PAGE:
Victory! Overcoming Programming Challenges

After spending the better part of a week getting my bearings, and overcoming old developer habits (see previous blog), I completed the last challenge of Phase 1: Framework for our Space Shooter project, based upon GameDevHQ’s Unity-certified 2D Game Development course.

The last challenge was a camera shake. Because of my recent challenges to create efficiency in the code, I was better prepared to use the IEnumerator or I suspect this task would have taken much longer. All to say, I feel great! I’ve reached this goal, and best of all, I’m pleased with the quality of the work; perhaps it’s a little rough, but hey, it’s my first time making a game for Unity and it’s my first C# project.

I’ve been told by others that Phase 2: Core Programming is more difficult, and I’ve had a look, it is. I’m sure to have a head-bang here and there. But I am confident the worst is behind me.

In less than a month, I have nearly completed the 2D Development Course, become quite proficient in using GitHub and have commits for all of my Phase 1 tasks, and I’ve learned to appreciate that C# isn’t all that different from other similar languages, so far.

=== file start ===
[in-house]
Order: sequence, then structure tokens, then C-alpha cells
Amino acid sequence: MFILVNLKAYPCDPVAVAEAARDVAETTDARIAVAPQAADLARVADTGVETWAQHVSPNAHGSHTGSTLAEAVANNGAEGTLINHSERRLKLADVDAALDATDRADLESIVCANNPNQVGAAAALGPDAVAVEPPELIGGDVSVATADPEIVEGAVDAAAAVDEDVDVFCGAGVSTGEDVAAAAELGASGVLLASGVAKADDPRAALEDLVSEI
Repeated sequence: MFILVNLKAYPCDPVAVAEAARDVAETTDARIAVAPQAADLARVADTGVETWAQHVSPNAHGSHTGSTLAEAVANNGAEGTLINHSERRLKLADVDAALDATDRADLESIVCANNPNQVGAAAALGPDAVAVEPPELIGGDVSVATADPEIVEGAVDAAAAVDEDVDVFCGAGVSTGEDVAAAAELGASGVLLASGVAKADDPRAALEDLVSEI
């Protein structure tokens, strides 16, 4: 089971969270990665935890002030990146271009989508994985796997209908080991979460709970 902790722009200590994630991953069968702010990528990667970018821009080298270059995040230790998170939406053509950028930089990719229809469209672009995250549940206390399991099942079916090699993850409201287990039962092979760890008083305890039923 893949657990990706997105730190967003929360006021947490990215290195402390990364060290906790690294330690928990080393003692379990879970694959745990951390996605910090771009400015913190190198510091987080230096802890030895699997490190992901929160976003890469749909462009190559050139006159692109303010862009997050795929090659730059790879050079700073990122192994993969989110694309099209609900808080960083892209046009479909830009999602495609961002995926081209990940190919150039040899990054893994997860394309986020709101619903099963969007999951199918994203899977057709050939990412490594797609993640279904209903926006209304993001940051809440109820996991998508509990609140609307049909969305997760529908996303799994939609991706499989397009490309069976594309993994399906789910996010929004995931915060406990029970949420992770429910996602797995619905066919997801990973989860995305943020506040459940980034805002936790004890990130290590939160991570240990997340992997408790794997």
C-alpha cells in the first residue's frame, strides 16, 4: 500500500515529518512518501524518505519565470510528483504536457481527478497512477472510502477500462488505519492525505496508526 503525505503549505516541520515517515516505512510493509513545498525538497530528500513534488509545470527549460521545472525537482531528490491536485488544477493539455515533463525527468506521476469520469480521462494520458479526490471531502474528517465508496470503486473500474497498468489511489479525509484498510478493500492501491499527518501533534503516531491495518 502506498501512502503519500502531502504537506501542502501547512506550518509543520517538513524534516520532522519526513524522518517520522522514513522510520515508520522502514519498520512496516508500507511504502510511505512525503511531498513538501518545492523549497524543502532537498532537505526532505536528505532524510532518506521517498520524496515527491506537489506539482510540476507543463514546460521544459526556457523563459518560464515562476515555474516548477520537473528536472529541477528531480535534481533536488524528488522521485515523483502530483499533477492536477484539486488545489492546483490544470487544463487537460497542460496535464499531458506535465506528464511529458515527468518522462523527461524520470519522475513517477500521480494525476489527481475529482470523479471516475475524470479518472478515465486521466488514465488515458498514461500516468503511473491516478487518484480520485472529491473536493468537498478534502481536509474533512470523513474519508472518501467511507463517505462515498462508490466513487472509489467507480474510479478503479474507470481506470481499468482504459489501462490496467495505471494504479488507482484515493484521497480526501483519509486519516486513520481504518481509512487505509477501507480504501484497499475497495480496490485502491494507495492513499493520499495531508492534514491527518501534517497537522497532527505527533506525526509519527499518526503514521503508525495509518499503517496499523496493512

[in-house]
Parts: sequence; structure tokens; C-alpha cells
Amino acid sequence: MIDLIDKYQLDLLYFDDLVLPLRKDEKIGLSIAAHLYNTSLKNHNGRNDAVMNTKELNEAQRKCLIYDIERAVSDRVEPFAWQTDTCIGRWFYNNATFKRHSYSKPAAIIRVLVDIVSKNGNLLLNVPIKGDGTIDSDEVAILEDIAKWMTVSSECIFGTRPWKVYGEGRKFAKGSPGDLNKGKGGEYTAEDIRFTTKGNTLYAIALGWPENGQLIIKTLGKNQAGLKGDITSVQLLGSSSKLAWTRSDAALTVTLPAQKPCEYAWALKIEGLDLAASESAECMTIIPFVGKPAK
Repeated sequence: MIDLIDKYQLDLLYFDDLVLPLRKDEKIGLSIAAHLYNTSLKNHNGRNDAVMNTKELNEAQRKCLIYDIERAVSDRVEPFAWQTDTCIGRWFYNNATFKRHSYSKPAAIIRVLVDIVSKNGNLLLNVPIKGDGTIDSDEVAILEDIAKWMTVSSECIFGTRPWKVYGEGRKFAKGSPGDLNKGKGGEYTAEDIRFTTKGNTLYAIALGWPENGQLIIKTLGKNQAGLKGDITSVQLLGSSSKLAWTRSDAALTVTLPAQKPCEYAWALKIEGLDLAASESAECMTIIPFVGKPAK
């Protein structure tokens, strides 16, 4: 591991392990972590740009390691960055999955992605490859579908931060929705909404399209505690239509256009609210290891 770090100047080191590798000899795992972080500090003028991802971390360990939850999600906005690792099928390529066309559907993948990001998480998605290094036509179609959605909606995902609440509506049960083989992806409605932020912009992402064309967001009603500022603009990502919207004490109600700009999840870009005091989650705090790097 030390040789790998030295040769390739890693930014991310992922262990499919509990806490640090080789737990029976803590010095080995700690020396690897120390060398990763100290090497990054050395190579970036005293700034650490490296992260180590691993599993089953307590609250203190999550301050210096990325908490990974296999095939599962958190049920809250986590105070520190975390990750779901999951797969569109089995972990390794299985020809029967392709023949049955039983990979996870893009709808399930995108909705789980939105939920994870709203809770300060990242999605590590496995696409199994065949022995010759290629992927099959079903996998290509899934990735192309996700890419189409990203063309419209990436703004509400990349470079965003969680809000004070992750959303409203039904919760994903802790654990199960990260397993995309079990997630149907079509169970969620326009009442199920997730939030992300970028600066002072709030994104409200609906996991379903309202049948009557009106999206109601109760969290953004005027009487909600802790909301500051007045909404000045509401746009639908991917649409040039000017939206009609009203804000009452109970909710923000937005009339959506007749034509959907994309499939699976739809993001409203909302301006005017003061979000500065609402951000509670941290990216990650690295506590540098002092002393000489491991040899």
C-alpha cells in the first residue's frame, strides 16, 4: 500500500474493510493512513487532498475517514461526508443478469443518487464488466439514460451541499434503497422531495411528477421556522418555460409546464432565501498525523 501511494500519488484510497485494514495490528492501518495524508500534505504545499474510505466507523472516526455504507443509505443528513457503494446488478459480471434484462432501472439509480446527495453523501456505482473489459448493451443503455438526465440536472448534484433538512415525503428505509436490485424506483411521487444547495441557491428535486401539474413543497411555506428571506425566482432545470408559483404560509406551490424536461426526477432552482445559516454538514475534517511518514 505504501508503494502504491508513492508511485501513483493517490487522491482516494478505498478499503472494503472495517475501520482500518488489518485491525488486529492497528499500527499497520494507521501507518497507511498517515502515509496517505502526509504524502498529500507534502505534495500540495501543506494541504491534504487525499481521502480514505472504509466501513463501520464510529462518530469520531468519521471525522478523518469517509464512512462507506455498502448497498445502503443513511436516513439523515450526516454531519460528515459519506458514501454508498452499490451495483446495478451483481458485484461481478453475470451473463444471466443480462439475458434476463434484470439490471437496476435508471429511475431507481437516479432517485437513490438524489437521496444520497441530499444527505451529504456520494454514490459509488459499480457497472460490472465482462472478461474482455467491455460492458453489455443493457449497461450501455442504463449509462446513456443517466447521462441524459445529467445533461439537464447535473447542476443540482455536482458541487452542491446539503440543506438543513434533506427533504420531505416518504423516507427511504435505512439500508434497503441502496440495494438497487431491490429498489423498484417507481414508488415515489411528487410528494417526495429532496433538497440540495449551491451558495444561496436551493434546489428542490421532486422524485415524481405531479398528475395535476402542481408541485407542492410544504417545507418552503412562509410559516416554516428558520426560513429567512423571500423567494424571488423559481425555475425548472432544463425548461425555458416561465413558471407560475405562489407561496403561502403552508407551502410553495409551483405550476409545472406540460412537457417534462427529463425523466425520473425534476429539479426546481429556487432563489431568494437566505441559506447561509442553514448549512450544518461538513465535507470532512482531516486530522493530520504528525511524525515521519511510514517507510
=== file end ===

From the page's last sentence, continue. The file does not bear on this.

Unity, on the other hand, is the largest, most complex application I’ve ever used or seen in my life. Back in 1993, I owned a Silicon Graphics Workstation running Alias, a software app that has a modern son named “Maya”. Today, Maya is one of the most utilized applications by the movie industry for computer graphics (CGI). And the game industry uses it for graphics, too. The point I’m trying to make here is that Unity is on par with the most advanced computer software tools in the world.

In less than a month, I can open Unity projects of complicated games and actually begin to understand how they are built. Coming from more rudimentary tools for development, I can attest that GameDevHQ’s training for Unity is awesome! My hope is to complete Phase 2: Core Programming within a week and then get on with the Cinematography Course, which looking at it briefly, reminds me of the complex 3D graphics apps like Maya. I wonder how surprised I will be! And what will I learn? I’m having a blast!

Thanks again to Jonathan, Al, Austin, Dan, Jeff, Joanne, Aaron, the team and all those at the Economic Development Alliance of Hawaii for investing into this program and my future! I am grateful beyond words.

I've been making games for more than 30 years, and in recent years, I've gotten behind in-terms of learning the latest and best available tools. But no more!